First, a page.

Lumb coughed. “Well, I’d love to stay and gloat, but I’m afraid this fire is getting a little out of hand,” he said before quickly retreating to the tunnel. I saw one of the mercenaries stick something on the big iron door then back away with his pals.

“Everyone, get down!” I shouted. Amanda and I helped Bat pull Galina underneath the thick oak table. Henry pushed in beside us right before an ear-thrashing explosion filled the room. I heard chunks of debris and shrapnel embedding into the wood above us. The table settings flew away as if caught in a hurricane; plates shattering violently against the wall. The huge doors ripped off their hinges and clanged down the stairs.

As we huddled together in the smoke, Lumb and his crew rushed back inside. He addressed us from behind his gunmen. “Ah, the C4 worked. I just heard from my top-side associates there’s an abandoned factory above this basement. Boy, it would have saved me some time knowing that!” Lumb coughed again. He couldn’t help blathering, even when threatened by a rising, toxic cloud. “It’s a can-opener factory. How could they possibly get by just making can-openers? No wonder it was abandoned.”

I tried to ignore Lumb and assess the state of everyone under the table. Henry was unconscious, but alive. Amanda couldn’t stop coughing, but seemed alright otherwise. I was fine. Galina’s bleeding had slowed.

Lumb laughed. “Did you think I wouldn’t check in on my babysitters at the gulag? I may not care about you people, but I certainly don’t want to get ripped off! When I didn’t hear from them I assumed the worst.”

“This isn’t over. You’ll never get out of Russia in one piece,” moaned Henry. He was regaining his spark as Galina lost hers.

Lumb ignored Henry and turned to one of his hired guns. “I thought for sure this trove would be a few fathoms down. I suppose we could have extrapolated the location and just walked into this stupid basement using the stairs. Oh well, live and learn. Sorry about making you trudge through the sewers.”

The mercenary growled, seemingly displeased.

Lumb dumped his new trophies inside a huge aluminum case. The thick pelts strained against the hinges as he sat on top of the box, latching it closed. “Take it up,” he instructed, pointing to one of the grunts. A hulking figure grabbed the case and made his way up the stairs.

“We have to do something, before it’s too late,” I whispered to Amanda.

Amanda grabbed my wrist tightly. “No! he has a gun, you idiot,” she scolded.

I noticed the holster on Lumb’s hip as he pushed a massive, smoldering bookcase over in front of the tunnel entrance. The brick doorway instantly became engulfed in flames and fill the room with an orange glow. The walls were darkening with soot.

“Bastard!” I howled, standing up to face Lumb. He drew his pistol and sent a few shots into the tabletop, forcing me back down below.

“Is that all you got? I wonder how you even found this place,” said Lumb, lowering the gun. He hacked into a handkerchief as the smoke grew thicker. “Even with the map, we were all stumped. The boys had to blow a hole through the floor of some old urchin’s shack to get into the tunnels.” He hurried to the base of the stairs to avoid the heat. “I doubt the authorities will notice the smoke in time to save you. Your charred corpses will take the fall for my exploits…if there’s any part of you left to find. Farewell Galina.”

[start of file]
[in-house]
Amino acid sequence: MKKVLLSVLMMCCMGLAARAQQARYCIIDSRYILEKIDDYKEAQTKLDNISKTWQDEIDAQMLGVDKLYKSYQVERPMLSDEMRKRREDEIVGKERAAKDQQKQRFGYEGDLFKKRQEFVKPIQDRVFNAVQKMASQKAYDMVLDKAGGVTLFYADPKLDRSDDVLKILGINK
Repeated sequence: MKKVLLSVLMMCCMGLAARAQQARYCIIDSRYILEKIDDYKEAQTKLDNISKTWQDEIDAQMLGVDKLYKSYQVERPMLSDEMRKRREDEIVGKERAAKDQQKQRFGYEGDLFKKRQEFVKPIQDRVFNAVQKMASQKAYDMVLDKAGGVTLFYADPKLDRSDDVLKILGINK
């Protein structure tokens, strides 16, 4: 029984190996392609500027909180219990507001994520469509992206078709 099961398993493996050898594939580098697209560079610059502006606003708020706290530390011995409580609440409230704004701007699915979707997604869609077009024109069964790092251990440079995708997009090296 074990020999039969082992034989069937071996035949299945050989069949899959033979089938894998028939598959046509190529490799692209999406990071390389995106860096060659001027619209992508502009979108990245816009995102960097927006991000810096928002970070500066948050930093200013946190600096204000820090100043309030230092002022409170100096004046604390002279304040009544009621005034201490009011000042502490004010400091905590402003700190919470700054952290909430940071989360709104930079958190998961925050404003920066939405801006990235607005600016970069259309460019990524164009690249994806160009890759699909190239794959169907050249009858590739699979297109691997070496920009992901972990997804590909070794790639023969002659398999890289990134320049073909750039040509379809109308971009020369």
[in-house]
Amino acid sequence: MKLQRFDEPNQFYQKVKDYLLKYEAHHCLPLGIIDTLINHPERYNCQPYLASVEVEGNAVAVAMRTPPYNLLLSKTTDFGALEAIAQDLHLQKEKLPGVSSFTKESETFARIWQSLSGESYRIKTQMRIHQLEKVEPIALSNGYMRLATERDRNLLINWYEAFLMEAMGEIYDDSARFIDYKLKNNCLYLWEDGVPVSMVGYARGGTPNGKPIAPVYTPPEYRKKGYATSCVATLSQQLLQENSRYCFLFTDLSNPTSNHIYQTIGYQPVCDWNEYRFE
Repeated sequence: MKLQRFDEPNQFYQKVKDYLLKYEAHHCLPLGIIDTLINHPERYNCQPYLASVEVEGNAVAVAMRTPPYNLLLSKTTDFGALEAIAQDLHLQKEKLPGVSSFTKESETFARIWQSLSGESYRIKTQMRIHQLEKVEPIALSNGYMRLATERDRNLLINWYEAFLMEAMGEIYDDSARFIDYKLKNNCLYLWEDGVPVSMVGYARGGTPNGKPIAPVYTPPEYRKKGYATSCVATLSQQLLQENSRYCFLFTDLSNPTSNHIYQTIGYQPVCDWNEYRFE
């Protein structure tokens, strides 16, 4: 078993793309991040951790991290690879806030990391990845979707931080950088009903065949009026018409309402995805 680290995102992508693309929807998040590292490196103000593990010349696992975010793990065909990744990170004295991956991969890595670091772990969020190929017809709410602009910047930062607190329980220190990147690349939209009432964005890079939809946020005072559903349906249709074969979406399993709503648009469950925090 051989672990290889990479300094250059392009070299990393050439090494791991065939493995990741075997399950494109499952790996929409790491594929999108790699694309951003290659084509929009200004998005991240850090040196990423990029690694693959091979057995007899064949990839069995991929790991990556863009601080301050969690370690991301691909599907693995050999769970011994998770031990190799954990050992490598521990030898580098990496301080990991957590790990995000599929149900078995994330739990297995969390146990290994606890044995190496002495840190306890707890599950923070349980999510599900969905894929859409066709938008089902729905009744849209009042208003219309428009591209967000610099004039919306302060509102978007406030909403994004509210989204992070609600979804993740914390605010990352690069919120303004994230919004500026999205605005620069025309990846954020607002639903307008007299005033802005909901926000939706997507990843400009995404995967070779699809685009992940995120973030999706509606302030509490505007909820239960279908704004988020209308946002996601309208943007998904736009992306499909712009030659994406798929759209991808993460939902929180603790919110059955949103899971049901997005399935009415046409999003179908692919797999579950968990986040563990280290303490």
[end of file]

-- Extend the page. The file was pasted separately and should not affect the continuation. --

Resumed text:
I ducked out of cover and rushed Lumb, hoping to buy us some time. A fresh bullet grazed my shoulder and I collapsed in pain. I heard Amanda screaming my name.

“Please, Vollus. I’d rather not kill you directly—that sort of thing keeps a man up at night.” Lumb dashed up the stairs through the hole in the floor. “You…take them out. I don’t want to take any chances,” I heard him say to an unseen man as soon as he reached the top.

“Fuck you, do it yourself.” It was the gruff-sounding mercenary again, and he seemed annoyed. “After making me wade through a fucking sewer for no reason you’re lucky I don’t kill you.” I heard his heavy footsteps walking away.

“Hey, come on, help me push this at least!” I heard Lumb cry.

I stood up and returned to my friends. “We have to get out of here…now! If we rush them, we might have a chance!”


To be continued:


Artwork by Skinner
Used with permission. © 2017 Skinner

Underneath its pulpy trappings, Siberian Waste is a story about conservation. Consider donating to one of the following Earth-friendly organizations:
Natural Resources Defense Council:
Environmental Working Goup:
Friends of the Earth:

Siberian Waste: journal entry 87 – Children’s Folly

How a man found truth by chasing a myth.


JOURNAL ENTRY 87 – Children’s Folly

I could barely contain my excitement as the dust settled. “Anybody find anything yet?”

Amanda searched with her light. “I don’t see anything spectacular so far.”

“I see no gold,” said Bat, swinging his head back and forth.

We were inside a large but sparsely-filled room. Everything was layered in fine dust. It became obvious that no one had visited the place in a long time.

“I think we’re in the basement of some old factory.” I saw a stairwell in the back of the room leading up to a massive, horizontal, metal door in the ceiling. Steam heating pipes were jutting out of the walls, tangling with each other like mad snakes. There was a thick oak table in the middle of the room covered in dishes and metal cups with places set for about ten people. The chairs were askew, with some laying on their sides. The remnants of a meal sat in tin trays on the table, reduced to nothing but black dust. The place had been abandoned in hurry.

Galina found another lantern and lit it. She immediately ran up the stairs to see if we had a viable escape route. I heard chains rattling as she shoved and rammed her shoulder against the door. “It’s locked from the outside. We can’t get out this way.”

Amanda was flummoxed. “Henry, are you sure this is the right place?”

“Yes, this has to be it,” Henry reiterated.